Here’s What Happens When You Ignore Gum Disease

Neglecting your oral health can lead to drastic medical consequences. Your oral health directly affects the rest of your body as a small component in a bigger system. One of the most common types of poor oral health that Americans face today is gum disease. 

According to a 2012 study by the CDC, nearly 50% of American adults above the age of 30 are affected by gum disease. Unless you have regular oral exams by your dentist, its symptoms can go largely unnoticed. 

Here are a few examples of what happens when unnoticed (or ignored) gum disease goes untreated. 


Gum disease increases your blood sugar levels by way of the bacteria in your mouth. The bacteria infecting your gums leaks into the bloodstream, igniting your immune system. Your body will react to these bacteria by increasing your blood sugar levels to fight them off. 

Bacteria love sugar. When your body has high glucose levels, this helps the bacteria propagate, fueling the germs to attack the gums and teeth, causing gingivitis. Also, periodontal disease can increase the blood sugar levels in your body, putting you at high risk for type 2 diabetes.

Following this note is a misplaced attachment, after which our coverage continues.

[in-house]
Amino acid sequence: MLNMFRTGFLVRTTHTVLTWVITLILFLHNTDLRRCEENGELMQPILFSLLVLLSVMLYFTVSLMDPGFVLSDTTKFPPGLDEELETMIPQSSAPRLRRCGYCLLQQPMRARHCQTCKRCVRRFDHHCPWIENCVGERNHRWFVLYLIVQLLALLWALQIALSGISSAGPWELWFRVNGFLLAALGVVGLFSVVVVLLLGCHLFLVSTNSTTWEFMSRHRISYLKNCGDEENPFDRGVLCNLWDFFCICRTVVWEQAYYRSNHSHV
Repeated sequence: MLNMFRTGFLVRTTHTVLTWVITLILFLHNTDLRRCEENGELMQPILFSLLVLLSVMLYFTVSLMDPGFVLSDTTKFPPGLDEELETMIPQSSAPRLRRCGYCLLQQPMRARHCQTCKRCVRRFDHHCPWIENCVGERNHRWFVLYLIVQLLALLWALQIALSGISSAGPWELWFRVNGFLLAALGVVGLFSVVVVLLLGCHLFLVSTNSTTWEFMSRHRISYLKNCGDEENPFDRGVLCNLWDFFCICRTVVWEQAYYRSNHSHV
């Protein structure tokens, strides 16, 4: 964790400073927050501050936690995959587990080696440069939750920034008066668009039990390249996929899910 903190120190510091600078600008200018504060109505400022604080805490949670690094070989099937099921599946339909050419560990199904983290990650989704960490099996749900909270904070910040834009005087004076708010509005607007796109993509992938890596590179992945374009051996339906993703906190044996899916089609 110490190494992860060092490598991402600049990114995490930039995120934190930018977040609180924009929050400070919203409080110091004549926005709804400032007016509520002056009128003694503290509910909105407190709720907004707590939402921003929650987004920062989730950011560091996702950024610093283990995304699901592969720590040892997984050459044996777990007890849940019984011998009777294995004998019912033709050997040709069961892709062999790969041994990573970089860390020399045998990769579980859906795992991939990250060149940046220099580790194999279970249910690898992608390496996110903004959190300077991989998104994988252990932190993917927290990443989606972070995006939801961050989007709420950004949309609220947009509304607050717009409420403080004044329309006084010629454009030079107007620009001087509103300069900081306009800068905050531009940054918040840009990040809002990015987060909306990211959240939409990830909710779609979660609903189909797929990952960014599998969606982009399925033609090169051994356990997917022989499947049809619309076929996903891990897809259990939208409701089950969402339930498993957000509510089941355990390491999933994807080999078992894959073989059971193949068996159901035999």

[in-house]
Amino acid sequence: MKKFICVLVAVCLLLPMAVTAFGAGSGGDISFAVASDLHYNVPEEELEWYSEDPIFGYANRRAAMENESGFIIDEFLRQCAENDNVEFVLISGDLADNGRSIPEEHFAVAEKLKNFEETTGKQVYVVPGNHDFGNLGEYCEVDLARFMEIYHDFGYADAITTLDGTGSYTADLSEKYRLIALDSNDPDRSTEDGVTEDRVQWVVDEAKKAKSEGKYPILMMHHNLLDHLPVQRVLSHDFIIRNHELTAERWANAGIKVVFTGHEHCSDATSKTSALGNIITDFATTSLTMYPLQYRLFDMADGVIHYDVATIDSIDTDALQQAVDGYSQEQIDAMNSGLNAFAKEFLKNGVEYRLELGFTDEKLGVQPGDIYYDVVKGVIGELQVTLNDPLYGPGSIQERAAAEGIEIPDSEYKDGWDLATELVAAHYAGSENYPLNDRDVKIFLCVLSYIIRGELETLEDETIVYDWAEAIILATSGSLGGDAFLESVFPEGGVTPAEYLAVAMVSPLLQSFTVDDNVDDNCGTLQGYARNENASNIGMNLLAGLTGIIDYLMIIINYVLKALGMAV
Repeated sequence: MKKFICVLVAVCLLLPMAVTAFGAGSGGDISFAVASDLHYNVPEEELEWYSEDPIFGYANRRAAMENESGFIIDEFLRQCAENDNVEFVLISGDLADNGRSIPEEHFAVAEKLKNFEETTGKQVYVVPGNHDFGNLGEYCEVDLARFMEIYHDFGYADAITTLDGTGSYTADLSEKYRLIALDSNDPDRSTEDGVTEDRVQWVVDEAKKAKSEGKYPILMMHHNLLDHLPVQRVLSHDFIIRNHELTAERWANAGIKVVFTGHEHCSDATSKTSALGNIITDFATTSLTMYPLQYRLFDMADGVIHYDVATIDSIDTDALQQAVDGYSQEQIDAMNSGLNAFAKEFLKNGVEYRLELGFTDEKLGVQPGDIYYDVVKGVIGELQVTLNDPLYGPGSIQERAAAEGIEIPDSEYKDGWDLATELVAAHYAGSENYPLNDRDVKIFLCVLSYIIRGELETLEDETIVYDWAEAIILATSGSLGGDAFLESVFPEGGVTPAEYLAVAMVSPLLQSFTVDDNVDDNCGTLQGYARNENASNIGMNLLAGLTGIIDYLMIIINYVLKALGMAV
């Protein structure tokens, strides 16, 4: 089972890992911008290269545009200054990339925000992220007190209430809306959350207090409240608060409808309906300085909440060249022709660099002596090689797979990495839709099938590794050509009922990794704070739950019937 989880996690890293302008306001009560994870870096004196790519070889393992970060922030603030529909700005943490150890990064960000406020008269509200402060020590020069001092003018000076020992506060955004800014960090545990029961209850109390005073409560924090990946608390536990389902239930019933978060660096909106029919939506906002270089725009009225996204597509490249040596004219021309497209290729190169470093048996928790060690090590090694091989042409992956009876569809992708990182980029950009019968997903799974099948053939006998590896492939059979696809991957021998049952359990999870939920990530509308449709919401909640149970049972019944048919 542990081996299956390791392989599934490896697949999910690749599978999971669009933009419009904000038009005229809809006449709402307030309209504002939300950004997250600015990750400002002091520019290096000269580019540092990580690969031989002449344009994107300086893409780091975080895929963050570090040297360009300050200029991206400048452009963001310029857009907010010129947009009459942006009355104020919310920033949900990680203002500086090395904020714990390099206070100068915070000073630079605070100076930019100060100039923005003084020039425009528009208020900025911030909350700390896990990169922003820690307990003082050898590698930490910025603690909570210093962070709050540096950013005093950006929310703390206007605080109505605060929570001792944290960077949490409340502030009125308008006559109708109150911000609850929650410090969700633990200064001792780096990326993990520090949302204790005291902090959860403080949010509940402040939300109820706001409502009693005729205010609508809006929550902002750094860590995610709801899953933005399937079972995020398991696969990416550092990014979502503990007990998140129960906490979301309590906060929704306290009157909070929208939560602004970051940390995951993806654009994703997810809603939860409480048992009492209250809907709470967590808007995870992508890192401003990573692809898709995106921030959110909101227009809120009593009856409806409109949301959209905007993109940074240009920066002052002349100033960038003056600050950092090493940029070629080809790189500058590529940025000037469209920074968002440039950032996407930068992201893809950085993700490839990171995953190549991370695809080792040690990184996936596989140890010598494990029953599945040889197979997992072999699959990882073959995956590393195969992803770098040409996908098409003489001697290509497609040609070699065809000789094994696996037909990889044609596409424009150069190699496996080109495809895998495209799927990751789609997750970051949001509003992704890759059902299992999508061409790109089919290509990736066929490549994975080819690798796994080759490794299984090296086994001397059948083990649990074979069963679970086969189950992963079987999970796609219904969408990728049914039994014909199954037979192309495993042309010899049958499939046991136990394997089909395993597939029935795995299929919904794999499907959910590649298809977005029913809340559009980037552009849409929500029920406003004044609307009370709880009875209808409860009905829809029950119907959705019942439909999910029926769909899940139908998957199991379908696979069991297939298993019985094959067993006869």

Compounding the situation is the chronic inflammation associated with gum disease. The inflammation makes the blood sugar levels in the body of diabetic patients hard to control. Diabetes will also make your body less effective in fighting off other infections. 


Another illness linked to gum disease is Alzheimer’s. 

Alzheimer’s disease is a neurodegenerative disease that affects around 5 million Americans. It starts as memory loss and steadily becomes worse over time. The best way to avoid Alzheimer’s, experts say, is to prevent bacteria build-up in your mouth and gums. Patients who have gum disease are more likely to be diagnosed with Alzheimer’s, making oral health all the more important. 

Heart Disease 

Like diabetes, gum disease is linked to heart disease due to the chronic inflammation it causes. The American Heart Association has said that patients who have poor dental hygiene are three times more prone to heart disease. 

Gum disease has also been shown to negatively affect the blood pressure of hypertensive patients and disrupt the effects of hypertension medications. One research study showed that gum disease increases a patient’s risk for a heart attack by a staggering 49%. 

Take Care of Your Oral Health 

The moral of the story is that if you don’t take care of your oral health, you may end up with more serious problems down the road. Your oral health is directly linked to several key factors affecting your overall health. Stop avoiding the dentist and ignoring gum disease. Contact LeCroy Dental today to set up an appointment for an oral exam. We promise you’ll be glad you did!